Example :- Deuterostomia [Under this group echinoderms & chordates are included].

(b) Biradial Cleavage - In this pattern, first two cleavages are meridianal and at right angle to each other and III cleavage is vertical. In 8 - celled stage 4 blastomeres of central zone are bigger and 4 blastomeres of peripheral region are smaller.

Examples - In the eggs of Ctenophora.

(c) Bilateral Cleavage - In this pattern, first two cleavages are meridianal in same plane and III cleavage is transverse. i.e, embryo shows bilateral symmetry in 8 - celled stage. The blastomeres of one side are smaller and blastomeres of other side are larger.

Examples :- In the eggs of tunicata, cephalochordata (amphioxus) and amphibia. (d) Spiral Cleavage - The cleavage furrow passes obliquely. In this pattern 4 blastomeres of lower tier rotate clockwise or anticlock wise. If this rotation is clockwise, then it is called dextral spiral cleavage e.g. In Mollusca.

If this rotation of lower tier blastomeres is anti-clockwise, then this pattern is called sinistral spiral cleavage, e.g.

In helminthes and annelida.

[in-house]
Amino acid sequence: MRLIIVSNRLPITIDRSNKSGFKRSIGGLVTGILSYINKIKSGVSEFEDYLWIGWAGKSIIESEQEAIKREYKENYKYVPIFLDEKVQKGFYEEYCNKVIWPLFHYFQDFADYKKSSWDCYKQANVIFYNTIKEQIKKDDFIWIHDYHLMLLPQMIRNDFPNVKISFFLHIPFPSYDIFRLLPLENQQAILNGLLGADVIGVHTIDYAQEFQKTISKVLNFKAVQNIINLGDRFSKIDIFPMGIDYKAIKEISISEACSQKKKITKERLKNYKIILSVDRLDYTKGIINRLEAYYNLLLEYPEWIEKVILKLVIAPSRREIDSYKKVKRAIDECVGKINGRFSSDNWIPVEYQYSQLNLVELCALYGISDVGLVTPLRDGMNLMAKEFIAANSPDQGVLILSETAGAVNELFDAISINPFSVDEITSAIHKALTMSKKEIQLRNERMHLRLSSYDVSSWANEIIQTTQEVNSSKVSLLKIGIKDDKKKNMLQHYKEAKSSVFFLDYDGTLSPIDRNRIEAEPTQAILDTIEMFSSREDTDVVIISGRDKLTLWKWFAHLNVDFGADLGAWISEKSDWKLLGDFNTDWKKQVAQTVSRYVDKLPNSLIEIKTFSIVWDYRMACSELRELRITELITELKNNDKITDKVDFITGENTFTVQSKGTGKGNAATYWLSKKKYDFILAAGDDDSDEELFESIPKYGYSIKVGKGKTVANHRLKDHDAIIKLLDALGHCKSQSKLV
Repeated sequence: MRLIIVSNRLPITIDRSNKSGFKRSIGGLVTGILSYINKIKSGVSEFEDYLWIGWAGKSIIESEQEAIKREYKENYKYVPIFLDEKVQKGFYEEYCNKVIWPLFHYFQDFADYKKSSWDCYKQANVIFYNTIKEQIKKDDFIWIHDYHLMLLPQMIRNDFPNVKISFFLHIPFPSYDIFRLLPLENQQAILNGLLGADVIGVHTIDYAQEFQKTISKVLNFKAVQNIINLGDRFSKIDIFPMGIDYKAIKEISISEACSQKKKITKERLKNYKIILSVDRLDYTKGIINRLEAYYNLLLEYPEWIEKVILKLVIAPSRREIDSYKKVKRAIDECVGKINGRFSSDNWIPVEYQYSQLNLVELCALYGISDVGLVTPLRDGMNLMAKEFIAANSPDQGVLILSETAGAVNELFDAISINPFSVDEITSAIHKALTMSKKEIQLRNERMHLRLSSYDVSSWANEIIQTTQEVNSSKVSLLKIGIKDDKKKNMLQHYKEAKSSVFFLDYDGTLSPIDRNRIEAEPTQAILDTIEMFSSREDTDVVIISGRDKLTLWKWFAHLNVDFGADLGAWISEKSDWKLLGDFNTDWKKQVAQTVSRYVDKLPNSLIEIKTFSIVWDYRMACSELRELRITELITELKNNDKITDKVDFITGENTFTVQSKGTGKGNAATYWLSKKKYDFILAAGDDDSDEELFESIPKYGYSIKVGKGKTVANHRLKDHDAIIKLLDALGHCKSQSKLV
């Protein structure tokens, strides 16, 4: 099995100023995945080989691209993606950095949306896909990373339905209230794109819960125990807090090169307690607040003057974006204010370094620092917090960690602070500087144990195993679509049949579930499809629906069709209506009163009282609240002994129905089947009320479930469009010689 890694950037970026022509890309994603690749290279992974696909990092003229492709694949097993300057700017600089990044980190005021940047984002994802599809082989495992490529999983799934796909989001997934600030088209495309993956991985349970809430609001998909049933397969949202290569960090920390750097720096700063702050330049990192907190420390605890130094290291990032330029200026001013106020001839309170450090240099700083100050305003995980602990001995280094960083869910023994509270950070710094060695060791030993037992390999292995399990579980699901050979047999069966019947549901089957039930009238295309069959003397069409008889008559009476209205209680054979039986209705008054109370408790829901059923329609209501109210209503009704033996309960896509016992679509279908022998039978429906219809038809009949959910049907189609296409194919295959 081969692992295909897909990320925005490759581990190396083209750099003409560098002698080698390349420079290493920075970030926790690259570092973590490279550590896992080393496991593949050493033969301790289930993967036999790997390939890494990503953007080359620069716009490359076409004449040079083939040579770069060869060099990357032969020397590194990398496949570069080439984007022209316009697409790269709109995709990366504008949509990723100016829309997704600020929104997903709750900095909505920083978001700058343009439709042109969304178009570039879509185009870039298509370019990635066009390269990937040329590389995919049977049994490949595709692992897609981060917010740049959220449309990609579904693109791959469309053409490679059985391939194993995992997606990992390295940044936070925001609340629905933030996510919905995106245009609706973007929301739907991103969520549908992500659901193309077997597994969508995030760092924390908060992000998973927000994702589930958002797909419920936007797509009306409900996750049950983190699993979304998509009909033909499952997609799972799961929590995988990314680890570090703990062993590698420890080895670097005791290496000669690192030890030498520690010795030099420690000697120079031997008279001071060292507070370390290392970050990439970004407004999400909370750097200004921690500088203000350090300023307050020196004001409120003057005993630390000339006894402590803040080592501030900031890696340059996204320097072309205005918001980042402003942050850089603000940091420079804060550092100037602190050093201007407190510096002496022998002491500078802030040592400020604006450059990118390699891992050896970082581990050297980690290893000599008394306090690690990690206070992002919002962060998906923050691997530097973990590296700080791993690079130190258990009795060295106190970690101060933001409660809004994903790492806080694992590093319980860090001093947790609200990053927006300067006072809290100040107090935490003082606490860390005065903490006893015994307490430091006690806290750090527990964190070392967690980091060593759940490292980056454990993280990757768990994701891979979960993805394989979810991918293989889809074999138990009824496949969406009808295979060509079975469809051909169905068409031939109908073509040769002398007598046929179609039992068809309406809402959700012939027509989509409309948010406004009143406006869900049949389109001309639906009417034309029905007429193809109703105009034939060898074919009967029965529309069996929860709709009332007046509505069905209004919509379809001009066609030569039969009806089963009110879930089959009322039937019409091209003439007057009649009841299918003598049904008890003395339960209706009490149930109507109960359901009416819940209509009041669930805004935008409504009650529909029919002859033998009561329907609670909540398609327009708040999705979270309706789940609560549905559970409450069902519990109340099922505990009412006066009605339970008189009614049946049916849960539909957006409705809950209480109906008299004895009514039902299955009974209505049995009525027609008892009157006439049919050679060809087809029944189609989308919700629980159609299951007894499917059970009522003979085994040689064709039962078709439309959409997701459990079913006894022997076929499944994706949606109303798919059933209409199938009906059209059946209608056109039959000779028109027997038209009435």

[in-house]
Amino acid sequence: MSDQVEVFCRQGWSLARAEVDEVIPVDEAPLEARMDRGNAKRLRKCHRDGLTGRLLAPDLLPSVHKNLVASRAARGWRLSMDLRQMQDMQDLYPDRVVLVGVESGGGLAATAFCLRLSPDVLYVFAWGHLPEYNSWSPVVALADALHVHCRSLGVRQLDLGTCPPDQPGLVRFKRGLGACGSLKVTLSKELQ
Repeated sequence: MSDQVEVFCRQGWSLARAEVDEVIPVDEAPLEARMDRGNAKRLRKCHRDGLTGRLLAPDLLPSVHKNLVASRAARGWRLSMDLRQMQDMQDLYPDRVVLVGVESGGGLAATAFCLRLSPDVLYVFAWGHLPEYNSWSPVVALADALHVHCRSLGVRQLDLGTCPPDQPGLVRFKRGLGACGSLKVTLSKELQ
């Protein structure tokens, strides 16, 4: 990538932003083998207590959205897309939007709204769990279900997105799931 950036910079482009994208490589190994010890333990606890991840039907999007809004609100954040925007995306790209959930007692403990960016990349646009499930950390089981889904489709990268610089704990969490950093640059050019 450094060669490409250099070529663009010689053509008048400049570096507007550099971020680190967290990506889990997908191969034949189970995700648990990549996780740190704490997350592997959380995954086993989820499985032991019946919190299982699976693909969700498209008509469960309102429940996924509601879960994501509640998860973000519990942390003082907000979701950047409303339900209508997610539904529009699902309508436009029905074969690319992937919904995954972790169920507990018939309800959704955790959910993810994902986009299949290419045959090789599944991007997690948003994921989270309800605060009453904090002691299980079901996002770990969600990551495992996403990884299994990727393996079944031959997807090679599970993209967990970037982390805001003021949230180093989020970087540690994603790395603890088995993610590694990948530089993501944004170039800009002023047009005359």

CLASSIFICATION OF CLEAVAGE

On the basis of fate of blastomeres :-

A. Determinate Cleavage - In this pattern of cleavage, the fate of blastomeres is fixed, determined i.e. each blastomere forms a particular portion of embryo. If (by certain reason) any blastomere is damaged or destroyed, then the part of embryo (which would have developed from that blastomere) will be absent e.g., Nematoda, Annelida, Mollusca and . Some chordates like amphibia & ascidians.

B. Indeterminate Cleavage - In this type of cleavage, the fate of blastomeres is not definite. All the blastomeres form all the parts of embryo. If some blastomeres are lost, no loss is observed in this embryo. If in the early stages of cleavage, the embryo is cut into small pieces, then each piece of embryo will develop into a complete embryo, and all the embryos are identical. So identical twins are monozygous. This is the basis of embryo cloning.

CLASSIFICATION OF CLEAVAGE